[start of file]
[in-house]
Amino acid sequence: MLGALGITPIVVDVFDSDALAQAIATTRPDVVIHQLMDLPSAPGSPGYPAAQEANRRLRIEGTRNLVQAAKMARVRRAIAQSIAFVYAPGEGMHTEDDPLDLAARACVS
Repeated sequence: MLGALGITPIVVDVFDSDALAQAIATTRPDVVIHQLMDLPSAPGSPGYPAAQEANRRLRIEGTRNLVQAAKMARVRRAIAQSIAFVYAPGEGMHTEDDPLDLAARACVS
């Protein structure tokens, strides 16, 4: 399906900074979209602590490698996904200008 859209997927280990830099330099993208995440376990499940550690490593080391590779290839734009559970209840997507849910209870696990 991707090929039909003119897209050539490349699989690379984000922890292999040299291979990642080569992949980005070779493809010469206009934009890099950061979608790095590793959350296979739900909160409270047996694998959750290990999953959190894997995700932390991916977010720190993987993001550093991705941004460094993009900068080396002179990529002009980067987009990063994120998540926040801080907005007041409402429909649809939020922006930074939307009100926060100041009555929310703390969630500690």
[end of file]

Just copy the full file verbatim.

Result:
[in-house]
Amino acid sequence: MLGALGITPIVVDVFDSDALAQAIATTRPDVVIHQLMDLPSAPGSPGYPAAQEANRRLRIEGTRNLVQAAKMARVRRAIAQSIAFVYAPGEGMHTEDDPLDLAARACVS
Repeated sequence: MLGALGITPIVVDVFDSDALAQAIATTRPDVVIHQLMDLPSAPGSPGYPAAQEANRRLRIEGTRNLVQAAKMARVRRAIAQSIAFVYAPGEGMHTEDDPLDLAARACVS
């Protein structure tokens, strides 16, 4: 399906900074979209602590490698996904200008 859209997927280990830099330099993208995440376990499940550690490593080391590779290839734009559970209840997507849910209870696990 991707090929039909003119897209050539490349699989690379984000922890292999040299291979990642080569992949980005070779493809010469206009934009890099950061979608790095590793959350296979739900909160409270047996694998959750290990999953959190894997995700932390991916977010720190993987993001550093991705941004460094993009900068080396002179990529002009980067987009990063994120998540926040801080907005007041409402429909649809939020922006930074939307009100926060100041009555929310703390969630500690």